Peter Gøtzsche (english translation posted on Mad in America blog), containing what he sees as 10 myths about psychotropic medication, has led to a letter from the Danish Psychiatric Association addressed to the Cochrane Collaboration, which has replied. Peter has also responded further on the blog to criticism of his original article.
The Danish psychiatrists find points in Peter's article "irrelevant, .... incorrect and misleading" but then do not go on to say what these points are. Instead they attack his comment that the "citizens [of Denmark] would be far better off if we removed all the psychotropic drugs from the market". It's clear from Peter's article that he is aware of discontinuation problems with psychotropic medication - in fact he criticises the myths that "It’s no problem to stop treatment with antidepressants" and "Happy pills are not addictive". So he would be aware of the problems of a wholesale removal of such drugs from the market.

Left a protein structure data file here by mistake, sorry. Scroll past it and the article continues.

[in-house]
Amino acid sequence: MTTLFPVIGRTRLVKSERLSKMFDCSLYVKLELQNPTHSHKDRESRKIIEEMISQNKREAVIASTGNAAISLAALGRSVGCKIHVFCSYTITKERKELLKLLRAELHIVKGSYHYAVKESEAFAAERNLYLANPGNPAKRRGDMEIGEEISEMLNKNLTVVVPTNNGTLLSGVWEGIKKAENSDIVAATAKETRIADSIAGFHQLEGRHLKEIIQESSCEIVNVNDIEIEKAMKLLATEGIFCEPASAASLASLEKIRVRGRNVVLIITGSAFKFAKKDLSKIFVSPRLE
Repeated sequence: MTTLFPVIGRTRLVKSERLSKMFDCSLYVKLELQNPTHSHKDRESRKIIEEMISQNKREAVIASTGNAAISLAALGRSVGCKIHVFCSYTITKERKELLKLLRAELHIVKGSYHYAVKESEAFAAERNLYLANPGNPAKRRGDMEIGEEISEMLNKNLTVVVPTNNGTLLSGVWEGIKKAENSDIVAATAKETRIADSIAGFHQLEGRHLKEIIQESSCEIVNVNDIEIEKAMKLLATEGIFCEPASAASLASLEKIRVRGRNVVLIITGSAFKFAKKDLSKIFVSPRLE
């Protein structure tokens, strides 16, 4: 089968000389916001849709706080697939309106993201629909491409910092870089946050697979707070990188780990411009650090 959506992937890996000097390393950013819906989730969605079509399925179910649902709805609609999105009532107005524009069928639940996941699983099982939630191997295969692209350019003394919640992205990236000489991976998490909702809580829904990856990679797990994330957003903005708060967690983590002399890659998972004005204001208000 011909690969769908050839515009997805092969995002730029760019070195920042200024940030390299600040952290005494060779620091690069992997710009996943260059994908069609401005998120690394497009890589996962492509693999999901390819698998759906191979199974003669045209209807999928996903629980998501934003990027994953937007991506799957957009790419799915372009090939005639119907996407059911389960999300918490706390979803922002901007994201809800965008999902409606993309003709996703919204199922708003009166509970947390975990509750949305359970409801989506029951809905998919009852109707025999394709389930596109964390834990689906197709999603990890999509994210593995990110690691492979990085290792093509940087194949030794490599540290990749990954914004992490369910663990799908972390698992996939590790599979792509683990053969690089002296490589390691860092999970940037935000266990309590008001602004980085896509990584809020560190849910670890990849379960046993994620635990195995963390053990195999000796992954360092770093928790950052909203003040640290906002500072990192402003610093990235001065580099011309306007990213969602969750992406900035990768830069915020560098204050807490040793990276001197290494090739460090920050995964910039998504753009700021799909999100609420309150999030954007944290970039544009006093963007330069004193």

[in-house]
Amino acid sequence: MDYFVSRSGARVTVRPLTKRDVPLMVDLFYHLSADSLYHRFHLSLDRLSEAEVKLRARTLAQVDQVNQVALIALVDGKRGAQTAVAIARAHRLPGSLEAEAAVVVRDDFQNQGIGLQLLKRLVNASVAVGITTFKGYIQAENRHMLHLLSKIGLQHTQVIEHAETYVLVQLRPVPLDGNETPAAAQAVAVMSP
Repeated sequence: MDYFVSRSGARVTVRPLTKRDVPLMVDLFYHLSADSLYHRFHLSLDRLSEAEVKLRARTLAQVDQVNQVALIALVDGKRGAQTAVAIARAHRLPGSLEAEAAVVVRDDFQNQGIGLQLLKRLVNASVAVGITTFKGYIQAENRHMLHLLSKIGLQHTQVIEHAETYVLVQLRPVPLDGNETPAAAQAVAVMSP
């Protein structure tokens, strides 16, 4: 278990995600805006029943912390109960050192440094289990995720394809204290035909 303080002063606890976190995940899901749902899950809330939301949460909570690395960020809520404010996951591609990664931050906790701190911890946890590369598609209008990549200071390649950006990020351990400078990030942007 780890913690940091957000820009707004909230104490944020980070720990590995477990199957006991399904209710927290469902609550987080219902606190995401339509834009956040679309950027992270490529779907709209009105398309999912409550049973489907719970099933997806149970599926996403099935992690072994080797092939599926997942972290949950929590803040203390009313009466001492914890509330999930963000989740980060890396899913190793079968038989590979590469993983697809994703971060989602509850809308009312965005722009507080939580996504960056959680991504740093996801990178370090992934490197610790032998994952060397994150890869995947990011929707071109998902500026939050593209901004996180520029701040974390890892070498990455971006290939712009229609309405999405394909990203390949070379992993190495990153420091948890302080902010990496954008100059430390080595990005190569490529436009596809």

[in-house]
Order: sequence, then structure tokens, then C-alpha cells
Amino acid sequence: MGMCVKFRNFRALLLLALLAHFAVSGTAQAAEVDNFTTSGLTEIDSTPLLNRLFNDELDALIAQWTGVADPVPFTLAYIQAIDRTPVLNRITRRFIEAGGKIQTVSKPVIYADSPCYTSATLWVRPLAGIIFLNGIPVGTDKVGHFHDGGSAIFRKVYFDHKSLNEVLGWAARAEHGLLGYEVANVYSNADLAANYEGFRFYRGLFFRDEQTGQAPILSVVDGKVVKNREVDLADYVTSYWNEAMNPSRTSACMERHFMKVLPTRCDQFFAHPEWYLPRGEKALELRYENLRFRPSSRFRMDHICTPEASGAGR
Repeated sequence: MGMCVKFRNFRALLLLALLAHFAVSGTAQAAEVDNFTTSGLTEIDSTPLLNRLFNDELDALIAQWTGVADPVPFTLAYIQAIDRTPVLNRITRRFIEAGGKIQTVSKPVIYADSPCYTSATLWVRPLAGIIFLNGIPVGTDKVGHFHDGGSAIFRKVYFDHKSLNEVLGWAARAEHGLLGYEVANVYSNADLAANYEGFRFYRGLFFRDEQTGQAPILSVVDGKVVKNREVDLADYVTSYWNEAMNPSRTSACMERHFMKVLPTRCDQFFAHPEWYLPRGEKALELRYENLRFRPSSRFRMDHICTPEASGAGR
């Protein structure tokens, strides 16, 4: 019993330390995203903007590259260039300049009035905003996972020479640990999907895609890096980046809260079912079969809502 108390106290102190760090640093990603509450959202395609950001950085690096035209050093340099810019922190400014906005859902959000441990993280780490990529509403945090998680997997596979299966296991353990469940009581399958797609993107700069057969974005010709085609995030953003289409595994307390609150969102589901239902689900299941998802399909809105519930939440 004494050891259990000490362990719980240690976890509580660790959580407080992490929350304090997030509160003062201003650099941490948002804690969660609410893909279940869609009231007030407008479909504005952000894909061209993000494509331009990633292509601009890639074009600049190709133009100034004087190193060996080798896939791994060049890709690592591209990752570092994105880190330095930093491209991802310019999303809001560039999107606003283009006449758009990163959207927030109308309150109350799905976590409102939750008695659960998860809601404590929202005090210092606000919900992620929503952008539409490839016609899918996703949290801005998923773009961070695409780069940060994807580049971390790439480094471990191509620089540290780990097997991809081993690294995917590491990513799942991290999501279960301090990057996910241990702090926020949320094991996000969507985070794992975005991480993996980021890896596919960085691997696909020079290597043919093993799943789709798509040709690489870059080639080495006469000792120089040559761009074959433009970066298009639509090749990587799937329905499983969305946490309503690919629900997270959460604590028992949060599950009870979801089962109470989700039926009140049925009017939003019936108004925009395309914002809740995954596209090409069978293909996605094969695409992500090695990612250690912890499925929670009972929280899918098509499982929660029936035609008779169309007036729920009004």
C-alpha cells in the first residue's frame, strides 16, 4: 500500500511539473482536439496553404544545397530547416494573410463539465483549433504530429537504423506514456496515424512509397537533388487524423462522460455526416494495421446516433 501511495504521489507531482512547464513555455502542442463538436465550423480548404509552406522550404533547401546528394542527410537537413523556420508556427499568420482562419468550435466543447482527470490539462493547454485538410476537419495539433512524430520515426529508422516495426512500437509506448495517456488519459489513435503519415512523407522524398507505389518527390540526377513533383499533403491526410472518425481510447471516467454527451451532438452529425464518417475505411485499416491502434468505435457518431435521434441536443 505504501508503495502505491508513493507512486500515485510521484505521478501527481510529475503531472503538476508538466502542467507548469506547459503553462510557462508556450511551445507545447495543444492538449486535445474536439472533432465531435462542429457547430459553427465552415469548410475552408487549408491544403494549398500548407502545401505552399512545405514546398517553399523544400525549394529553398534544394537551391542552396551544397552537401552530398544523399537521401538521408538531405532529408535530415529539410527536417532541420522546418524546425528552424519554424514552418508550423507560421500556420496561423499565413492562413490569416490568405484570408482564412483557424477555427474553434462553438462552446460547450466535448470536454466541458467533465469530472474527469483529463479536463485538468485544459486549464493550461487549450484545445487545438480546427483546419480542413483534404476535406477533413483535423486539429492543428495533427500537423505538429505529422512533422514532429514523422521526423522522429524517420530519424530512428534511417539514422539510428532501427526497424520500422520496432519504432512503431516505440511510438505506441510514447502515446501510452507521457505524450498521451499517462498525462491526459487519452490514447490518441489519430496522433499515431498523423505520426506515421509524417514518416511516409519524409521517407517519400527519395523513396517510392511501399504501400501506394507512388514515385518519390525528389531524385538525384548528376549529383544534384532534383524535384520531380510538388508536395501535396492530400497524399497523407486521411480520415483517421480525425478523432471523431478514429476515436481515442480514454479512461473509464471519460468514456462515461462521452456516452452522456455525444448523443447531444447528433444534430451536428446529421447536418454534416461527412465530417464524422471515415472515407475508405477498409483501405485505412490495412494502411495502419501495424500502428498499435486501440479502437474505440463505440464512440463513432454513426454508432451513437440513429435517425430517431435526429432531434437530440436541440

The danger is that deflecting his argument in this way avoids answering his points in the article. Cochrane, as far as I can see, haven't said it is going to do that. I'm not saying I necessarily totally agree with his points, eg. I've got a more open mind about the data on suicide risk of antidepressants in children and adolescents. But he is clearly correct about the myths that "Your disease is caused by a chemical imbalance in the brain" and that "Psychotropic drugs for mental illness are like insulin for diabetes". I also think the data on whether psychotropic medication creates a vulnerability to relapse merits more debate that it receives.
(With thanks to Olga Runciman)
Wednesday, April 02, 2014
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